Friday, April 14, 2006

In An Abrubt About-face City Announces Major Policy Changes

Owen O'Riordan, Assistant Commissioner for Engineering, Cambridge Department of Public Works, left, announced two major policy shifts, last evening, during the monthly meeting of the Cambridge Commission for Persons With Disabilities. He stated that from now on the City will bring abuting curb ramps into compliance when repaving streets and will include intersections/curb ramps near Senior or Disibility housing that will allow folks to access public transportation in their priority listing. This is a major change of direction for the City, and completely different from what John Nardone, pictured right, Assistant Commissioner for Operations, City of Cambridge, DPW, explained to me just last month.

The City's policy of repaving streets without bringing the affected curb ramps into "compliance" is a violation of public law 101-336, otherwise known as The Amaricans With Disabilities Act, the ADA. Passed in 1990, this major Civil Rights law states that a City may not discriminate against anyone based on ability. (or disability) Sidewalks are not required, but where they exist, persons of all abilities must be able to access them. That means curbs must be cut, and ramps built properly. Considering that many cities and towns had hundreds, if not thousands of missing, or non compliant curb ramps, the ADA required that Cities come up with a plan to bring existing curb ramps into compliance over a schedualed period of time.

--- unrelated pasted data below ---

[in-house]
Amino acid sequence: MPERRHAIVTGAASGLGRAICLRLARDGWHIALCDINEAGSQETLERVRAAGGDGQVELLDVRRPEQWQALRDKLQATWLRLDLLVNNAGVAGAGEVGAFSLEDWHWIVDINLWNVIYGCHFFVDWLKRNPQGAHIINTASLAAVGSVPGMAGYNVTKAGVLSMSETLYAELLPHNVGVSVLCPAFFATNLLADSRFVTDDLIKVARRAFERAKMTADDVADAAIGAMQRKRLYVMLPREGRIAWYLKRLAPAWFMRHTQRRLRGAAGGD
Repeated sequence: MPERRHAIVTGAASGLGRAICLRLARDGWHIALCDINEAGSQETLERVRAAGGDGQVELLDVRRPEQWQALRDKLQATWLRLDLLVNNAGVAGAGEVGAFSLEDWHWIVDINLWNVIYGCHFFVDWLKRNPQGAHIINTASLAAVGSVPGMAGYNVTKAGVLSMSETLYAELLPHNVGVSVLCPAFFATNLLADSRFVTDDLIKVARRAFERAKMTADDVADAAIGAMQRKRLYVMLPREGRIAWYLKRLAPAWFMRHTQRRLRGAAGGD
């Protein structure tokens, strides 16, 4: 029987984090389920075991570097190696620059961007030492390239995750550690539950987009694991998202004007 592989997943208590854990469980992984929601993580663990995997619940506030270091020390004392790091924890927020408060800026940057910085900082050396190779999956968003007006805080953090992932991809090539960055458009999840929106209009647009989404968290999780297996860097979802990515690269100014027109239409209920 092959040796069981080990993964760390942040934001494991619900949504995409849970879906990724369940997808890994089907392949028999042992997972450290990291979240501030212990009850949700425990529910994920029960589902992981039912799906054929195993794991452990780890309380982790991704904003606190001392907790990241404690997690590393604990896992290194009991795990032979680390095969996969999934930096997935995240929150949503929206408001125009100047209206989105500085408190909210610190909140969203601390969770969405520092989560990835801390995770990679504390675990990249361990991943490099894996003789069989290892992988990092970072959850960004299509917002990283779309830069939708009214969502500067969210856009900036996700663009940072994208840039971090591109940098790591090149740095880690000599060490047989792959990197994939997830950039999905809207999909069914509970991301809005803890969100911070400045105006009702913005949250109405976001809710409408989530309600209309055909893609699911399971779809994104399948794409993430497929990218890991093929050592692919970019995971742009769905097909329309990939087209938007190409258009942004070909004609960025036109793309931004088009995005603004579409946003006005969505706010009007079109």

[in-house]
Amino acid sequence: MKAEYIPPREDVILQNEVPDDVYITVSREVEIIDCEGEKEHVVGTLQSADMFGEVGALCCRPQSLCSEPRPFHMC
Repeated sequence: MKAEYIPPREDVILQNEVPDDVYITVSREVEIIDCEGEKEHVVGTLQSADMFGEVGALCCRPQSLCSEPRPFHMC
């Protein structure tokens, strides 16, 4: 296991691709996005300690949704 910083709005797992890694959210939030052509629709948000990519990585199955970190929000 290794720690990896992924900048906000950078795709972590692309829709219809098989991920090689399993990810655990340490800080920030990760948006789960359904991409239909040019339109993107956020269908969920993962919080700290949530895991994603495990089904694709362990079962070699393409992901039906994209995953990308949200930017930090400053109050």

In an act of pure intelligence, the ADA states that when new construction takes place, everything must be built so as to permit use by all folks. Another important and money saving provision requires that when a city "alters" or repaves a street or sidewalk, the adjoining curb ramps must be "fixed" so they can be used by everyone.

Since these changes were expected to take several years, a city was required to follow guidelines for prioritizing.

However, since 1992, when Cities were expected to "comply," several Cities across the US have been in defiance of the ADA . Cambridge is one of those Cities that has refused to fix curb ramps when they repave the street and Cambridge has not enacted the proper priorities, and has left housing where seniors and persons with disabilities live blocked from access to public transportation.

During the first public meeting re Prospect St Corridor Study, held February 28, 2006, I raised the issue of the ADA requiring that during repaving curb ramps must be brought into compliance. The spokesperson for Cambridge DPW came forward, and told everyone present, that what I had said was not true, and the City was not required to bring curb ramps into compliance during repaving, and that they would NOT do so when they repaved sections of Prospect St.

I therefore filed a complaint with the Mass Architectural Board, on March 9th, and sent a copy of "the Law" to John Nardone. Since that time, the City has engaged me in a "struggle." Although I welcome the verbal statement made during the CCPD meeting, I have heard this kind of "promise" before. Here then begins a series of reports documenting that struggle, and what is at stake.


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